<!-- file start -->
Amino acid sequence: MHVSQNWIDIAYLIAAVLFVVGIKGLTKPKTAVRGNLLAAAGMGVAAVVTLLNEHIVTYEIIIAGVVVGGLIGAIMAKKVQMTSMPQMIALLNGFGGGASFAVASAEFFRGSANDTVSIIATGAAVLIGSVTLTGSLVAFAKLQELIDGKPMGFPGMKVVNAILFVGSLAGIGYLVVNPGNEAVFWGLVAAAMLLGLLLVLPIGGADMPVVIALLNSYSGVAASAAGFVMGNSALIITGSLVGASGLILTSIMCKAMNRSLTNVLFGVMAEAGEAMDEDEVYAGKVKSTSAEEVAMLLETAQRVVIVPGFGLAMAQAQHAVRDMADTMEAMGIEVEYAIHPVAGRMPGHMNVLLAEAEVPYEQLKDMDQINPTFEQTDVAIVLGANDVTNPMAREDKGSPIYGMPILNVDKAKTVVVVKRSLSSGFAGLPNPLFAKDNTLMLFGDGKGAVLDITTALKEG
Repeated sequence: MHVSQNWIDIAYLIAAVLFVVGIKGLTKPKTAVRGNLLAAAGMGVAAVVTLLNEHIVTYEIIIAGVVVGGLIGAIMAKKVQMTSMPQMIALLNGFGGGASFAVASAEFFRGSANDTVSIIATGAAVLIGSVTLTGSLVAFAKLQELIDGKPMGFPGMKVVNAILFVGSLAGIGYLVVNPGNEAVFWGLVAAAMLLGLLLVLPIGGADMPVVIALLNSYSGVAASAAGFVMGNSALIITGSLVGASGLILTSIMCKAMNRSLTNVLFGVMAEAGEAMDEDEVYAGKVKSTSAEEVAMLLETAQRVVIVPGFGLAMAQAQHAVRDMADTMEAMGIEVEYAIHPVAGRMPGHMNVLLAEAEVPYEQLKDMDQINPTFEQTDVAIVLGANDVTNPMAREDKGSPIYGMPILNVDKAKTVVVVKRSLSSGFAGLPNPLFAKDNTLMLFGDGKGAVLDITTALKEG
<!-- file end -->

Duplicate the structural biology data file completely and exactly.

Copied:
Amino acid sequence: MHVSQNWIDIAYLIAAVLFVVGIKGLTKPKTAVRGNLLAAAGMGVAAVVTLLNEHIVTYEIIIAGVVVGGLIGAIMAKKVQMTSMPQMIALLNGFGGGASFAVASAEFFRGSANDTVSIIATGAAVLIGSVTLTGSLVAFAKLQELIDGKPMGFPGMKVVNAILFVGSLAGIGYLVVNPGNEAVFWGLVAAAMLLGLLLVLPIGGADMPVVIALLNSYSGVAASAAGFVMGNSALIITGSLVGASGLILTSIMCKAMNRSLTNVLFGVMAEAGEAMDEDEVYAGKVKSTSAEEVAMLLETAQRVVIVPGFGLAMAQAQHAVRDMADTMEAMGIEVEYAIHPVAGRMPGHMNVLLAEAEVPYEQLKDMDQINPTFEQTDVAIVLGANDVTNPMAREDKGSPIYGMPILNVDKAKTVVVVKRSLSSGFAGLPNPLFAKDNTLMLFGDGKGAVLDITTALKEG
Repeated sequence: MHVSQNWIDIAYLIAAVLFVVGIKGLTKPKTAVRGNLLAAAGMGVAAVVTLLNEHIVTYEIIIAGVVVGGLIGAIMAKKVQMTSMPQMIALLNGFGGGASFAVASAEFFRGSANDTVSIIATGAAVLIGSVTLTGSLVAFAKLQELIDGKPMGFPGMKVVNAILFVGSLAGIGYLVVNPGNEAVFWGLVAAAMLLGLLLVLPIGGADMPVVIALLNSYSGVAASAAGFVMGNSALIITGSLVGASGLILTSIMCKAMNRSLTNVLFGVMAEAGEAMDEDEVYAGKVKSTSAEEVAMLLETAQRVVIVPGFGLAMAQAQHAVRDMADTMEAMGIEVEYAIHPVAGRMPGHMNVLLAEAEVPYEQLKDMDQINPTFEQTDVAIVLGANDVTNPMAREDKGSPIYGMPILNVDKAKTVVVVKRSLSSGFAGLPNPLFAKDNTLMLFGDGKGAVLDITTALKEG